Now I’m really protective of my time in nature and sleep. To do this I’m ruthless about leaving devices in the kitchen instead of bringing them into the bedroom and try as hard as I can to maximise the time before bedtime and after waking before checking my phone.
The difference is incredible. I don’t succeed everyday but really notice the difference on days I do manage this discipline.
Also, for mental health, listening to music, time in nature, reading books and energy work (I’ve recently got into Kundalini Activation Process) gets me out of my own head and back into my the universe which is humbling and essential for perspective and health.
I also reached out for a mentor to guide next phase of business and career decisions and found this invaluable support.
Particularly within quarantine I found I had become a bit stuck in my thinking and my perspective was getting a bit repetitive and negative and so reaching out to a network of generous, caring and incredibly experienced and wise women really supported my get back into my normal strategic and happy rhythm.
6) Do you have any favourite books, podcasts or newsletters that you’d like to recommend?
My daily podcast essentials are the 7am podcast by Schwartz Media for news and current affairs and The Slow Down for art, perspective and poetry.
I tend to use LinkedIn more than email for newsletters and insights and I quite regularly edit and curate who I follow on Instagram according to current work, clients, interests or activities.
Books are just fabulous – most recently I’ve enjoyed everything from Phosphorescence by Julia Baird, Shoe Dog by Phil Knight, What You Do Is Who You Are, by Ben Horowitz, The Old Man and the Sea by Hemmingway and God Bless You, Mr Rosewater by Kurt Vonnegut.
7) Are there any products, gadgets or apps that you can’t live without?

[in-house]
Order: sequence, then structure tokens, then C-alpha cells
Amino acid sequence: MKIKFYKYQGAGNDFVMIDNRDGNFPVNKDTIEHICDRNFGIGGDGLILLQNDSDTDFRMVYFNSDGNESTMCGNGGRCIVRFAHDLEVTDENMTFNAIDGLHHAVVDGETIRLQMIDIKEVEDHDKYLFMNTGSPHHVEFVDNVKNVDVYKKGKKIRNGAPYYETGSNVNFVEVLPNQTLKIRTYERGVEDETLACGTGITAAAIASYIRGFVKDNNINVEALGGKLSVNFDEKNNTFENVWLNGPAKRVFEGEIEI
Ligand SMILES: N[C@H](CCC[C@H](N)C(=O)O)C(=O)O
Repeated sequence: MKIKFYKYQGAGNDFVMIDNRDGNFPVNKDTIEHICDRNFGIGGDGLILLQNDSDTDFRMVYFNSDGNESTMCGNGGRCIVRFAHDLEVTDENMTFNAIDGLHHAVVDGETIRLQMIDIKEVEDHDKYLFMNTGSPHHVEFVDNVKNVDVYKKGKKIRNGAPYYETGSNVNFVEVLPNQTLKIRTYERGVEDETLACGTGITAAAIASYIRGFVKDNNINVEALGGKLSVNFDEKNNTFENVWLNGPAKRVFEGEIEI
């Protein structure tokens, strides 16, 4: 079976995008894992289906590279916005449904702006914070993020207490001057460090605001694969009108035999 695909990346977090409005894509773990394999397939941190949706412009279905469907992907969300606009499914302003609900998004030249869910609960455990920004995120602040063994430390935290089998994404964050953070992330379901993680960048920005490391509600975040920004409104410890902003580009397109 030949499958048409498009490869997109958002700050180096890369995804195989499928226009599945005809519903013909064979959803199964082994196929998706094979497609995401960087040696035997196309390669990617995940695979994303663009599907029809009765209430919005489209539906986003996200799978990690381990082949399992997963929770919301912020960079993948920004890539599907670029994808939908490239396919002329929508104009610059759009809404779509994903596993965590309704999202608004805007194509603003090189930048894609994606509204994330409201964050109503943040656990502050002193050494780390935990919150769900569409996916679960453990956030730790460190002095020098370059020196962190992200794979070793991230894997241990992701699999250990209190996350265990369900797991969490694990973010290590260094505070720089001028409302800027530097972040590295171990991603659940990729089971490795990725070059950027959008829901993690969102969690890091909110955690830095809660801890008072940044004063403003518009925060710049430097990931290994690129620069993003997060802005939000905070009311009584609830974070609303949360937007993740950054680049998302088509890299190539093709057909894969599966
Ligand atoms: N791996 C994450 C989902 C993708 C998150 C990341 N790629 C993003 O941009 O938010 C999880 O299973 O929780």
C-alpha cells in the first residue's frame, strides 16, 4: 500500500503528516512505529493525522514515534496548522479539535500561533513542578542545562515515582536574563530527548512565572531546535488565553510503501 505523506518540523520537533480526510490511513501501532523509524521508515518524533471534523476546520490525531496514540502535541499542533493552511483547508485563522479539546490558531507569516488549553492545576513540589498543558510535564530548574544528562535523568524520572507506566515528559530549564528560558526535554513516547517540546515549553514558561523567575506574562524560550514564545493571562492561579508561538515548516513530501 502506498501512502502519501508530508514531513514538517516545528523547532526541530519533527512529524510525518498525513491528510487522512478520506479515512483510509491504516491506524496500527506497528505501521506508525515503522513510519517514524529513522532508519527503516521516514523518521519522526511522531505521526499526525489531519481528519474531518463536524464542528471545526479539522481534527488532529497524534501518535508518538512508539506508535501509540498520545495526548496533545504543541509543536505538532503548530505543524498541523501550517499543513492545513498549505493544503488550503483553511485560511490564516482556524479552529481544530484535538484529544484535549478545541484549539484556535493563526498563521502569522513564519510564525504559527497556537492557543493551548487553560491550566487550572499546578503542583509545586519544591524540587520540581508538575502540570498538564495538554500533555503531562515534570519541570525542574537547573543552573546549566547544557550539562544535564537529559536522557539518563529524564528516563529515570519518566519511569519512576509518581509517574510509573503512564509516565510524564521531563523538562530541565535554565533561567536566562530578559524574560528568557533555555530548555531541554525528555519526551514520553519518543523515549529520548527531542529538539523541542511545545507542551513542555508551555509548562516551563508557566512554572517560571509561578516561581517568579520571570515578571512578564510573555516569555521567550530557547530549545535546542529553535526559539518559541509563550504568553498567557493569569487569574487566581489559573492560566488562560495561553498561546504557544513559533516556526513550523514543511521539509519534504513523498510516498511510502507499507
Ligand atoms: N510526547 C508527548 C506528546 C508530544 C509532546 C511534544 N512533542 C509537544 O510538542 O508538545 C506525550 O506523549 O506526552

Spotify! I love music so much and having immediate and mobile access to any possible artists, song, genre and increasingly podcast is awesome. I love it!
8) If you could read an interview about work-life balance by anyone, who would that be?
I feel we have access to almost anyone!
Globally, We live in an age where insights are so accessible by a range of media and there’s increasingly a culture of sharing – take Michelle Obama starting with her memoir, then Netflix documentary, and now Spotify podcast.
I also see you’ve profiled Michelle’s routine on the Balance the Grind website, bravo!
Instagram takeovers and hashtags such #sharethemicnow are incredible responsible and bring a diverse range of perspectives if there’s anyone or anything that I’m curious to learn more about.
Across Australia, insights shared by Mentors in the Mentor Walk network are really valuable.
9) Do you have any last thoughts on work, life or balance that you’d like to share with our readers?
A personal interests of mine is how we can be more effective when we take a proactive view of legacy. I’ve found that the more we see work as separate to life, the more depleted we are in every way.
Personally and professionally. When we take the time to identify and articulate personal values and a sense of what you would like your legacy to be this becomes a guiding force and framework to make all kinds of decisions.
So now I orient everything in terms of what I would like my own legacy to be which makes me feel more organised and like everything is making a contribution to my overall definition of success.
I love helping clients through this process as well. My advice would be to take the time (or message me if you’d like my framework) to figure out your legacy. Because legacy should be like superannuation, the earlier and more you invest in it, the better!